I never could make out what those damned dots meant.
Referring to decimal points. “But this was surely only to tease.” Quoted in W.S. Churchill, Lord Randolph Churchill (1906), Vol. 2, 184.
Science quotes on:  |  Damn (12)  |  Decimal (14)  |  Dot (11)  |  Mean (101)  |  Point (122)

In recent years it has become impossible to talk about man’s relation to nature without referring to “ecology” … such leading scientists in this area as Rachel Carson, Barry Commoner, Eugene Odum, Paul Ehrlich and others, have become our new delphic voices … so influential has their branch of science become that our time might well be called the “Age of Ecology”.
In opening paragraph of Preface, Nature’s Economy: A History of Ecological Ideas (1994), 14.
Science quotes on:  |  Age (174)  |  Branch (102)  |  Call (127)  |  Rachel Carson (42)  |  Barry Commoner (10)  |  Delphic (3)  |  Ecology (69)  |  Paul Ehrlich (8)  |  Impossible (108)  |  Influential (4)  |  Leading (17)  |  Nature (1211)  |  Eugene Pleasants Odum (3)  |  Relation (149)  |  Science (2043)  |  Scientist (519)  |  Talk (99)  |  Time (594)  |  Voice (50)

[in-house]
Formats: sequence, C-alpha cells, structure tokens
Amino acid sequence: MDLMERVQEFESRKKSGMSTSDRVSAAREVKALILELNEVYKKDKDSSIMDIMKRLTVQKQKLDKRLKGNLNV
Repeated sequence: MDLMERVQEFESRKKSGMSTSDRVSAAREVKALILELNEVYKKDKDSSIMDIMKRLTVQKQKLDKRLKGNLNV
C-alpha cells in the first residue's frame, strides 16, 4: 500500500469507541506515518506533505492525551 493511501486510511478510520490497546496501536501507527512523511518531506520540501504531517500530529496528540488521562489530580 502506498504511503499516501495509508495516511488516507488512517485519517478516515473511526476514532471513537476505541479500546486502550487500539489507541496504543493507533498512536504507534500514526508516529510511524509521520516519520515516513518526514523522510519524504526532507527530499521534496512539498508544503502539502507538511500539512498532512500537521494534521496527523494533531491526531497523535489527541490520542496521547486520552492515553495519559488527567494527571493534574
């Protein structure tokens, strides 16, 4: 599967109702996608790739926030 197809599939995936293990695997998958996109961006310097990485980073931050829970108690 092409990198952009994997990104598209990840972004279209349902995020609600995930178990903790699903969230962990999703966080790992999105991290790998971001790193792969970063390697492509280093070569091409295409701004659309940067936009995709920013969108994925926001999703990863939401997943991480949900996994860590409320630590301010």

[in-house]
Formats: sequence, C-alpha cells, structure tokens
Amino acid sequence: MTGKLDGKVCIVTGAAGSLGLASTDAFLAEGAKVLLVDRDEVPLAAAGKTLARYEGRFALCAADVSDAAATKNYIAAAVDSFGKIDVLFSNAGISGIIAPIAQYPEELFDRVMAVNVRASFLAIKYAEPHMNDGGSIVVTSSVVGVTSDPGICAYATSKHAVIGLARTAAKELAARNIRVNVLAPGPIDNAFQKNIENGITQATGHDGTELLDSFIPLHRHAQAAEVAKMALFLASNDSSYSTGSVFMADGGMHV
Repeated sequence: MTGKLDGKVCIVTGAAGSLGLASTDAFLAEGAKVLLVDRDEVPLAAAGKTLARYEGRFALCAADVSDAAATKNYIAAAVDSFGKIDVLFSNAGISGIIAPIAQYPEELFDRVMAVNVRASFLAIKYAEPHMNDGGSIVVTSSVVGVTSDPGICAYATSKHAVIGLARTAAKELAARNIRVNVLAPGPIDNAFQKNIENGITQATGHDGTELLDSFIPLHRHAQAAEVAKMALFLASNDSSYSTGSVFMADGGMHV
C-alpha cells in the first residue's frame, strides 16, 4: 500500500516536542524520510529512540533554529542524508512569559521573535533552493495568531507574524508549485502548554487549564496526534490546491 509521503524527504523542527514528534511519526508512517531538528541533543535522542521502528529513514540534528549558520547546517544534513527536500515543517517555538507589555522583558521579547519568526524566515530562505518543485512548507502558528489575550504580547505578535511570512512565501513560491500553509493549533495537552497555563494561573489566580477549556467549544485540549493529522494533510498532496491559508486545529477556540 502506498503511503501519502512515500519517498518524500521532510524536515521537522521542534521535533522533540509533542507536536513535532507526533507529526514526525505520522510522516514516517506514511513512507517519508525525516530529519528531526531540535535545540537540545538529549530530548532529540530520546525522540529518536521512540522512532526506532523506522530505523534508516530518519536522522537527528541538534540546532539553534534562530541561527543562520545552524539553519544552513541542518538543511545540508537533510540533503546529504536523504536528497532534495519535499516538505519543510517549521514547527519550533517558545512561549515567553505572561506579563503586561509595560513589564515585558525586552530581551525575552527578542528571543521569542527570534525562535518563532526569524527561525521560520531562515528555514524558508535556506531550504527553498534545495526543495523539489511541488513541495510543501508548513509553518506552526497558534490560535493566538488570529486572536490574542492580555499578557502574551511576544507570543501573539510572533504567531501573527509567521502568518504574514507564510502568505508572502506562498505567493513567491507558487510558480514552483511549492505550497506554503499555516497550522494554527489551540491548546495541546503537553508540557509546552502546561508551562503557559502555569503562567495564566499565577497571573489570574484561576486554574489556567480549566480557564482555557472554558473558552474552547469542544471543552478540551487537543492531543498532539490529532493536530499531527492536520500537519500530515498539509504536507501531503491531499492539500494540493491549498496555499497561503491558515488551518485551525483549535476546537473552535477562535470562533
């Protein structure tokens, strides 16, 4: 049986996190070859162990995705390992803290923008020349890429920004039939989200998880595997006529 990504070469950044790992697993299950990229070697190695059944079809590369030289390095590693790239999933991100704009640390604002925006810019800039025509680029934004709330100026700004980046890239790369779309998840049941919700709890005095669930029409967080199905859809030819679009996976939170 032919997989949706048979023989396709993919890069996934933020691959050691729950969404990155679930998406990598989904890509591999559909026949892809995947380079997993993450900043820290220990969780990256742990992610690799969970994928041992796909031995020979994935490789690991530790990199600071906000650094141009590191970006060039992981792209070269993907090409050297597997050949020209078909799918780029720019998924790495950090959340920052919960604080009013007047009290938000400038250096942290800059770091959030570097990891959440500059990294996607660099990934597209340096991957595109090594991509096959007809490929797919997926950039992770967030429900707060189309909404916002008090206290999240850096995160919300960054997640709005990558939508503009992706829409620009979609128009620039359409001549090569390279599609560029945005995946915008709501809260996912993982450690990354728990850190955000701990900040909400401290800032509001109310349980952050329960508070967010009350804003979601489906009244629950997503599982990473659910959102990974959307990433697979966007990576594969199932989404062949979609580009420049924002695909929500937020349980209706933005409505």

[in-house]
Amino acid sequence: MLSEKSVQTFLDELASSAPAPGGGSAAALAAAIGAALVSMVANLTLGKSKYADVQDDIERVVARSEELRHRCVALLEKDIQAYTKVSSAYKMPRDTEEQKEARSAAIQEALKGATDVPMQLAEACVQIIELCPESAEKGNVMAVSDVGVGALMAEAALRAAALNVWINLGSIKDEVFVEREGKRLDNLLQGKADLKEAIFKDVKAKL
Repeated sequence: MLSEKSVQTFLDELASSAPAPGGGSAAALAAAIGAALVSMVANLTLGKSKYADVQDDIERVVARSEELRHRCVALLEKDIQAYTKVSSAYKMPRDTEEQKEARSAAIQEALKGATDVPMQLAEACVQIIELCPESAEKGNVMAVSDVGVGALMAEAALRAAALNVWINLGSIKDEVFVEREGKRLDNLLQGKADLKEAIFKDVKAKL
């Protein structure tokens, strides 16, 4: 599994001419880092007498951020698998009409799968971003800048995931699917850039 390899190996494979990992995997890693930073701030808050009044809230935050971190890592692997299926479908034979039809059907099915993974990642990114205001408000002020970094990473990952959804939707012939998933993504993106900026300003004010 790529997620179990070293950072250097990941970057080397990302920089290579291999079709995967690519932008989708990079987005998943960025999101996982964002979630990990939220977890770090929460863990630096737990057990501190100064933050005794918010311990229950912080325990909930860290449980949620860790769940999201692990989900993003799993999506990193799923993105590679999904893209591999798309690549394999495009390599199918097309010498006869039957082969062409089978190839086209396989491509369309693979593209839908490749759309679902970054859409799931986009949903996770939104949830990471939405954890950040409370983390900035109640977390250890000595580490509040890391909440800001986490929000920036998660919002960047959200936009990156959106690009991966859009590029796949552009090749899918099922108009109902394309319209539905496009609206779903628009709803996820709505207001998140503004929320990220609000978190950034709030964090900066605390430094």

Mathematics accomplishes really nothing outside of the realm of magnitude; marvellous, however, is the skill with which it masters magnitude wherever it finds it. We recall at once the network of lines which it has spun about heavens and earth; the system of lines to which azimuth and altitude, declination and right ascension, longitude and latitude are referred; those abscissas and ordinates, tangents and normals, circles of curvature and evolutes; those trigonometric and logarithmic functions which have been prepared in advance and await application. A look at this apparatus is sufficient to show that mathematicians are not magicians, but that everything is accomplished by natural means; one is rather impressed by the multitude of skilful machines, numerous witnesses of a manifold and intensely active industry, admirably fitted for the acquisition of true and lasting treasures.